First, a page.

Because he now wore a tab on his uniform signifying completion of Ranger School, Specialist Luke Elliott Sommer enjoyed new respect at Fort Lewis, especially among younger Rangers who’d yet to ship out to Iraq. One Ranger showed particular devotion. Nineteen-year-old Alex Blum, son of a wealthy Denver real estate broker, enraptured by his grandfather’s stories of World War II, had had his heart set on military service since he was five years old. He was determined to be a Ranger, even after his father tried to dissuade him with a yearlong, all-expense-paid trip to Europe. At Fort Lewis he was the rich kid, darting around in a silver 2001 Audi A4.


Sommer’s mind was being fed the secrets of modern warfare—devising plans of attack, which, in the era of urban conflicts, means overtaking buildings.

One day Sommer accompanied Alex Blum and his father, Norm, for a walk along a traffic-filled avenue near base. Suddenly, Sommer directed Blum to do push-ups in the street. Without hesitation Blum strode into the middle of the boulevard, dropped to the ground, and began his push-ups. Sommer followed him into the street and put out his palm like a traffic cop, stopping a line of cars waiting for Blum to finish his calisthenics.

Sommer pushed his authority further with a game he called Suicide Check. He would hand Blum and other Rangers a gun and tell them to hold the muzzle to their temple and pull the trigger. Blum did so without reservation, certain that Sommer would never ask him to pull the trigger if the gun was loaded.

Sommer bagged a $20,000 reenlistment bonus in May 2006. A lot of soldiers throw that windfall at a new car. Sommer bought an arsenal: a shotgun, four rifles, five handguns, and five grenades.

Bored while waiting to be deployed, Sommer and his buddies in Ranger barracks building 3475, including Blum and Chad Palmer, a 21-year-old Ranger from Chesapeake, Virginia, spun fantasies late into the night about applying their training to American civilian settings. Bank heists, casino jobs—the stuff of Jason Statham flicks. Sommer kept pushing these ideas further and further, until the next thing anyone knew, he and a few other Rangers were pulling reconnaissance on the nearby Chips Casino, determining its security weaknesses.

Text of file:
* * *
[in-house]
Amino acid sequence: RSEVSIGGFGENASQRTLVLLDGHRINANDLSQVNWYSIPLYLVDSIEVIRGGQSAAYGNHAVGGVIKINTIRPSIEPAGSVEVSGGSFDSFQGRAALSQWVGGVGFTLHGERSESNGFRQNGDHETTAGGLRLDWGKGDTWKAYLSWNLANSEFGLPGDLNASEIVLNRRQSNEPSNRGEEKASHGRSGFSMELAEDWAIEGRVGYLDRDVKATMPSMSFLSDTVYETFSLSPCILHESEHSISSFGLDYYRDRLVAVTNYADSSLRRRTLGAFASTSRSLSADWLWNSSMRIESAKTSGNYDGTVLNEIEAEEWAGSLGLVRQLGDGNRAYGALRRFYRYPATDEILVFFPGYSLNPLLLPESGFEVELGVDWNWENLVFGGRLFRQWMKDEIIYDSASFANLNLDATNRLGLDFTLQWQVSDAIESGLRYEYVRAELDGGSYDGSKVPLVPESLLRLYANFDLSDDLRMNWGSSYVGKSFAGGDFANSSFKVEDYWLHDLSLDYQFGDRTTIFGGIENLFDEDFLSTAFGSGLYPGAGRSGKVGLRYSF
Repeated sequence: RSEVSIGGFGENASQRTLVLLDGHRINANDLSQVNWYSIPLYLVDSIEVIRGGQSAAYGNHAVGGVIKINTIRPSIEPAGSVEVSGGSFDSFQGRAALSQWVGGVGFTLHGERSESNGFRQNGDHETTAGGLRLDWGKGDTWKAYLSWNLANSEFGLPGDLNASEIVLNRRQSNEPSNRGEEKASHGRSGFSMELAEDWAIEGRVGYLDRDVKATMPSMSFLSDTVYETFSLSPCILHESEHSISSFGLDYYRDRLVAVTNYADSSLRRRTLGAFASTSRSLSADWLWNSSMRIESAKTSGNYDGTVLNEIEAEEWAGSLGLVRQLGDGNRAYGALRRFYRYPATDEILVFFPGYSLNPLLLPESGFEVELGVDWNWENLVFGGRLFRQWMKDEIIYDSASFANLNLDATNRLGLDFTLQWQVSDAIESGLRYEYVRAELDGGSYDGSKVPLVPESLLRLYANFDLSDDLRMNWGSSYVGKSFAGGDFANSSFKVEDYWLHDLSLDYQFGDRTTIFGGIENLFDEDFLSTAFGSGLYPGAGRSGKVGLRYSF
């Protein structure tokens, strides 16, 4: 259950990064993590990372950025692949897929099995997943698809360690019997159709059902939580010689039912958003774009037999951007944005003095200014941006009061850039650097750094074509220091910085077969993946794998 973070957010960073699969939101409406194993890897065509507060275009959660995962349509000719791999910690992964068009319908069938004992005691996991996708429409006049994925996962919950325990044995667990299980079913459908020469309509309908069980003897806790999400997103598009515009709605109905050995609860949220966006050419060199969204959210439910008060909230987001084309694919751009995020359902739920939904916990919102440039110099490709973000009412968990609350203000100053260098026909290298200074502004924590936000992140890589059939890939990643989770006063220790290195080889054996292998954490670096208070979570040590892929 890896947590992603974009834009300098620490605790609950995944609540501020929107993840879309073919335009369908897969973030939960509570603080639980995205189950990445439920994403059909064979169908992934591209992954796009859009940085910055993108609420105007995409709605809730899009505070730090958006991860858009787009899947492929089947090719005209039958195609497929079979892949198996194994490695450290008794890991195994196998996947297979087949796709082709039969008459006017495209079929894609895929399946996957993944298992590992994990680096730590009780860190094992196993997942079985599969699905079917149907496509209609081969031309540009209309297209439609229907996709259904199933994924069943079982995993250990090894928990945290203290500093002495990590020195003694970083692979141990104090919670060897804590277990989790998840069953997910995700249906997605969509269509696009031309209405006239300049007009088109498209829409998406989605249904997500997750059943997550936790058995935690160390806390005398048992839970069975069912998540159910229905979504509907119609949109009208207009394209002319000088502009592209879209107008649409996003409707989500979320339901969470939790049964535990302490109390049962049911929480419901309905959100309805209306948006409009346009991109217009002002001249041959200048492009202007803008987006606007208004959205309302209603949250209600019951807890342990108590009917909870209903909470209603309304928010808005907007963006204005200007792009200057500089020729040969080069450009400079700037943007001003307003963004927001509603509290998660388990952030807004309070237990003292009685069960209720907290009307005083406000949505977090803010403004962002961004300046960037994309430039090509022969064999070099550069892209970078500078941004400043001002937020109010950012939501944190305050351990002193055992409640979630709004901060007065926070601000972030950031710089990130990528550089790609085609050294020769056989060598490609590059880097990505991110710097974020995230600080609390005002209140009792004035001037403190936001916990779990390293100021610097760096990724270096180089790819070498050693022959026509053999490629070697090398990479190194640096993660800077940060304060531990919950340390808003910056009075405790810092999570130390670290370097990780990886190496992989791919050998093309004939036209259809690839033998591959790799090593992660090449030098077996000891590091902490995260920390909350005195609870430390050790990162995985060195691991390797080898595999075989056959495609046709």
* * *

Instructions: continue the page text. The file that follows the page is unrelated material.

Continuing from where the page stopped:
Sommer began sharing the fantasy with friends back in Canada, 20-year-old Tigra Robertson, a member of the Canadian military reserves, and 18-year-old Nathan Dunmall, a civilian. Sommer spelled out the plan to Robertson via text message. In a July 30, 2006, exchange:

Sommer: were going to hit this casino, and we have a solid plan
Sommer: we have a driver two rangers and you two
Sommer: so I hope your ready to fucking rock and roll
Robertson: fuck yeah
Sommer: chance it might go north hollywood so I really hope your in the mood


Sommer’s mug shot.

"Go North Hollywood,” was a reference to the 1997 shootout in North Hollywood, California, in which two heavily armed bank robbers, sheathed in body armor, blasted away at the LAPD for nearly 45 minutes, injuring 10 officers and seven civilians. A SWAT team eventually killed the two bandits.

Sommer and Robertson also texted plans for using the proceeds from the casino heist to start a crime family to take on the Hell’s Angels, who they believed ran the drug trade in Kelowna.

Then Sommer, in a capricious moment that only his mother could likely explain, talked himself out of the casino plot and into another: Bank of America, the same financial institution in the North Hollywood shootout. There was a branch two miles north of the base.